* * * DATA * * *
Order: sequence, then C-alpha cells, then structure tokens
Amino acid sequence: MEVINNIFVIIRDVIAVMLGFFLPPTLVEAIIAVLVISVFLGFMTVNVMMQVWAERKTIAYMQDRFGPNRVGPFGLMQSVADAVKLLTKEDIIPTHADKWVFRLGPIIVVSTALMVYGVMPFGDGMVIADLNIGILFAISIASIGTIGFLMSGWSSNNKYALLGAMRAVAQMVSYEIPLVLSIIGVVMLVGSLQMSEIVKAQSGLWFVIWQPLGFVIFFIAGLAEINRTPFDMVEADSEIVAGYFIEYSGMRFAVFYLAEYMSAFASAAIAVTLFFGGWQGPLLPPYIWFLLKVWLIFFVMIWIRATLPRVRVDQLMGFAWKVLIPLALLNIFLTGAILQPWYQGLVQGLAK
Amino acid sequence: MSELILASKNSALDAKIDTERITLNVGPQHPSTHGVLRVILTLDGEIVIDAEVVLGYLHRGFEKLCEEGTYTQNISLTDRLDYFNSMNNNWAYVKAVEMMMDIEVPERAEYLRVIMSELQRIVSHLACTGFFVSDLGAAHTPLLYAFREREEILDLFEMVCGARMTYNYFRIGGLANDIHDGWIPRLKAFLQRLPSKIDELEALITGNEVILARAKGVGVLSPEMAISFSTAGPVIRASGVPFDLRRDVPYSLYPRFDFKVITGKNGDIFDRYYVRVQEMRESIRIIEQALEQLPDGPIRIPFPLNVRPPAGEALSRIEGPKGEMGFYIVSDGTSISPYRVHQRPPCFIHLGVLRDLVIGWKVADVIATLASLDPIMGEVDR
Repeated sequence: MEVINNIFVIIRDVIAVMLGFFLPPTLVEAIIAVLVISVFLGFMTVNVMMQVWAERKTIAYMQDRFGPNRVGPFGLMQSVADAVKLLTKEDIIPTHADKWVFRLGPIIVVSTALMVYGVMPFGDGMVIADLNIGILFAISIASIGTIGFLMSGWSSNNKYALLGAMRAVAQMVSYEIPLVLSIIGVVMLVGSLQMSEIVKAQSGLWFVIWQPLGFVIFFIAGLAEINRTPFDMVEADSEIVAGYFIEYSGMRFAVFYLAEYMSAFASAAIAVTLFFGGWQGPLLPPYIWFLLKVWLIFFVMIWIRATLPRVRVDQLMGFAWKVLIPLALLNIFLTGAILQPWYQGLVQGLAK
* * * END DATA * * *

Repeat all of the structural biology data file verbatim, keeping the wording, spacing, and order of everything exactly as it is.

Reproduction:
Order: sequence, then C-alpha cells, then structure tokens
Amino acid sequence: MEVINNIFVIIRDVIAVMLGFFLPPTLVEAIIAVLVISVFLGFMTVNVMMQVWAERKTIAYMQDRFGPNRVGPFGLMQSVADAVKLLTKEDIIPTHADKWVFRLGPIIVVSTALMVYGVMPFGDGMVIADLNIGILFAISIASIGTIGFLMSGWSSNNKYALLGAMRAVAQMVSYEIPLVLSIIGVVMLVGSLQMSEIVKAQSGLWFVIWQPLGFVIFFIAGLAEINRTPFDMVEADSEIVAGYFIEYSGMRFAVFYLAEYMSAFASAAIAVTLFFGGWQGPLLPPYIWFLLKVWLIFFVMIWIRATLPRVRVDQLMGFAWKVLIPLALLNIFLTGAILQPWYQGLVQGLAK
Amino acid sequence: MSELILASKNSALDAKIDTERITLNVGPQHPSTHGVLRVILTLDGEIVIDAEVVLGYLHRGFEKLCEEGTYTQNISLTDRLDYFNSMNNNWAYVKAVEMMMDIEVPERAEYLRVIMSELQRIVSHLACTGFFVSDLGAAHTPLLYAFREREEILDLFEMVCGARMTYNYFRIGGLANDIHDGWIPRLKAFLQRLPSKIDELEALITGNEVILARAKGVGVLSPEMAISFSTAGPVIRASGVPFDLRRDVPYSLYPRFDFKVITGKNGDIFDRYYVRVQEMRESIRIIEQALEQLPDGPIRIPFPLNVRPPAGEALSRIEGPKGEMGFYIVSDGTSISPYRVHQRPPCFIHLGVLRDLVIGWKVADVIATLASLDPIMGEVDR
Repeated sequence: MEVINNIFVIIRDVIAVMLGFFLPPTLVEAIIAVLVISVFLGFMTVNVMMQVWAERKTIAYMQDRFGPNRVGPFGLMQSVADAVKLLTKEDIIPTHADKWVFRLGPIIVVSTALMVYGVMPFGDGMVIADLNIGILFAISIASIGTIGFLMSGWSSNNKYALLGAMRAVAQMVSYEIPLVLSIIGVVMLVGSLQMSEIVKAQSGLWFVIWQPLGFVIFFIAGLAEINRTPFDMVEADSEIVAGYFIEYSGMRFAVFYLAEYMSAFASAAIAVTLFFGGWQGPLLPPYIWFLLKVWLIFFVMIWIRATLPRVRVDQLMGFAWKVLIPLALLNIFLTGAILQPWYQGLVQGLAK